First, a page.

The Pectoral Sandpiper's mating system is unusual among the subfamily Calidridinae. Shorebirds (Charadriiformes: ∼350 species—sandpipers, plovers, gulls, and allies) demonstrate a large diversity of mating systems (Székely and Reynolds 1995, Reynolds and Székely 1997, Bokony et al. 2003, Thomas et al. 2007). The Pectoral Sandpiper breeds in the Arctic and can be categorized as highly polygynous (Farmer et al. 2013) and as displaying on an exploded lek (Emlen and Oring 1977). The Pectoral Sandpiper shows strong sexual dimorphism, as is typical for species in which strong sexual selection on elaborate male displays occurs through male–male competition or female choice. Males defend territories and actively pursue and court females 24 h a day, but females do not necessarily forage or nest on the territory (Lesku et al. 2012, Farmer et al. 2013). Females build the nest, incubate the eggs, and brood and guard the hatchlings without any male assistance. No persistent bond is formed between the male and female.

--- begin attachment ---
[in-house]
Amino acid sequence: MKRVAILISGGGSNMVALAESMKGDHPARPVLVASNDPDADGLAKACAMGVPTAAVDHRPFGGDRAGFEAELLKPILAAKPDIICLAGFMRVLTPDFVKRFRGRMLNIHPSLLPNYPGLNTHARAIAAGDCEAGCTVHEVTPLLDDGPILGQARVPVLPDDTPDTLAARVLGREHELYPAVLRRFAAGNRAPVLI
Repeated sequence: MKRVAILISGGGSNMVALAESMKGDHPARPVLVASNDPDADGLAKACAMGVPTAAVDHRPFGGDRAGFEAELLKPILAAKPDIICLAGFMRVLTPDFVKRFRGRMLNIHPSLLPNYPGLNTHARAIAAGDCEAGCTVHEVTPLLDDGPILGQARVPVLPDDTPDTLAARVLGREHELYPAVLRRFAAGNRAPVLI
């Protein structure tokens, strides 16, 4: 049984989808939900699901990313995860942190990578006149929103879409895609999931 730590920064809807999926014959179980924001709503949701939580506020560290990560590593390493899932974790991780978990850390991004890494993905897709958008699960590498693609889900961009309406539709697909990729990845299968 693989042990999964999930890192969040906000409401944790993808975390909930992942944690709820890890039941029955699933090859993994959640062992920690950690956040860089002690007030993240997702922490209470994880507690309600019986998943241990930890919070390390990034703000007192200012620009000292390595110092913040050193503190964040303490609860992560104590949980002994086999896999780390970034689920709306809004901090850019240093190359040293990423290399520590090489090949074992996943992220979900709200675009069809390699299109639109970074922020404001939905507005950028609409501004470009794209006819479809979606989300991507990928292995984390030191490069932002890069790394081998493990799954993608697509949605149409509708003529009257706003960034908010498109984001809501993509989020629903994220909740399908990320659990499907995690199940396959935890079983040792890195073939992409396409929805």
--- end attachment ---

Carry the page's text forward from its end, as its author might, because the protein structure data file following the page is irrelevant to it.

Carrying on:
The vocal part of the male courtship display has received some attention, but how it is generated remains largely unknown (Farmer et al. 2013). The courtship call in flight is a low-pitched hooting call, and the calls are uttered in long bouts (Miller et al. 1988) with an extended neck region (“throat sac”) (Figure 1A–1C). The “throat sac” is also extended during parts of the courtship on the ground (Figure 1D, 1E), but the vocalizations are very different (Lesku et al. 2012). The anatomical basis of the temporal neck extension has been debated (Nelson 1884, Sutton 1932, Pitelka 1959, Portenko 1968), but it resembles what has been described as esophagus inflation in pigeons (Columbidae; Riede et al. 2004). The gas volume inside the esophagus increases when air flows through the syrinx in the expiratory direction. To sustain this inflation, the beak and nares must be closed to provide a tight seal (cf. Riede et al. 2004). Although the syrinx anatomy of some Charadriiformes has been studied (King 1989, Brown and Ward 1990), the syrinx of the Pectoral Sandpiper has not been investigated, and it is unclear how much it contributes to the characteristic low-pitched aerial vocalization.